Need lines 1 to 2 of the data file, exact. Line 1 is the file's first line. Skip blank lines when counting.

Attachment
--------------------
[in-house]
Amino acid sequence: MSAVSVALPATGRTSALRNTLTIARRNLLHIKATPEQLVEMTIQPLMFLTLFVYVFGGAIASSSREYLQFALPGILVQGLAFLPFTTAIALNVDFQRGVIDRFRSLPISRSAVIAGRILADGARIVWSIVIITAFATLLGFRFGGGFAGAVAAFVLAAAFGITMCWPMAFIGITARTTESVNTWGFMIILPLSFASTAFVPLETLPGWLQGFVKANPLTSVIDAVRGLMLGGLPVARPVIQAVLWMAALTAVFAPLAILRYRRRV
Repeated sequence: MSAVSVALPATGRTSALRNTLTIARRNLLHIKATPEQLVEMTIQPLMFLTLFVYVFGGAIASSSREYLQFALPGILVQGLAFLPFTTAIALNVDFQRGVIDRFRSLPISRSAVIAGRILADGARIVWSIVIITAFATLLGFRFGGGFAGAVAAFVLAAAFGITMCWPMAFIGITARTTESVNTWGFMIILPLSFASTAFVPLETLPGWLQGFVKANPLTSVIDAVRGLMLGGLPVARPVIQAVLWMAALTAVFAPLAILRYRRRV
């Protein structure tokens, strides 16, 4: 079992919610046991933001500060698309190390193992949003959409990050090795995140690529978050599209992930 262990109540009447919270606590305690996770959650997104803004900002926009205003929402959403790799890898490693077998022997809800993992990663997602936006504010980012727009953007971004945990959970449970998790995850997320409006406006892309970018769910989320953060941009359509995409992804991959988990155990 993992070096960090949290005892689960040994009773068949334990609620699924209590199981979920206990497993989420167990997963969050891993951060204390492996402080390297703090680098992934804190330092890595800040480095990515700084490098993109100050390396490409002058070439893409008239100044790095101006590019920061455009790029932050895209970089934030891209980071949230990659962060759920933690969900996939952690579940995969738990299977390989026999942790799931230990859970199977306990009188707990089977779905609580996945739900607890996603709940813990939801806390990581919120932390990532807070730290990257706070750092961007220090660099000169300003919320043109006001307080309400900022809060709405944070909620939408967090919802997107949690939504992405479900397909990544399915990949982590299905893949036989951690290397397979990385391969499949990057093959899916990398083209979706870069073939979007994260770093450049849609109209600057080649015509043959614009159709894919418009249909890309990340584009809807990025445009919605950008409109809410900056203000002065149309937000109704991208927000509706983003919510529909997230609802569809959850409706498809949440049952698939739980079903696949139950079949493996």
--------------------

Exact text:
[in-house]
Amino acid sequence: MSAVSVALPATGRTSALRNTLTIARRNLLHIKATPEQLVEMTIQPLMFLTLFVYVFGGAIASSSREYLQFALPGILVQGLAFLPFTTAIALNVDFQRGVIDRFRSLPISRSAVIAGRILADGARIVWSIVIITAFATLLGFRFGGGFAGAVAAFVLAAAFGITMCWPMAFIGITARTTESVNTWGFMIILPLSFASTAFVPLETLPGWLQGFVKANPLTSVIDAVRGLMLGGLPVARPVIQAVLWMAALTAVFAPLAILRYRRRV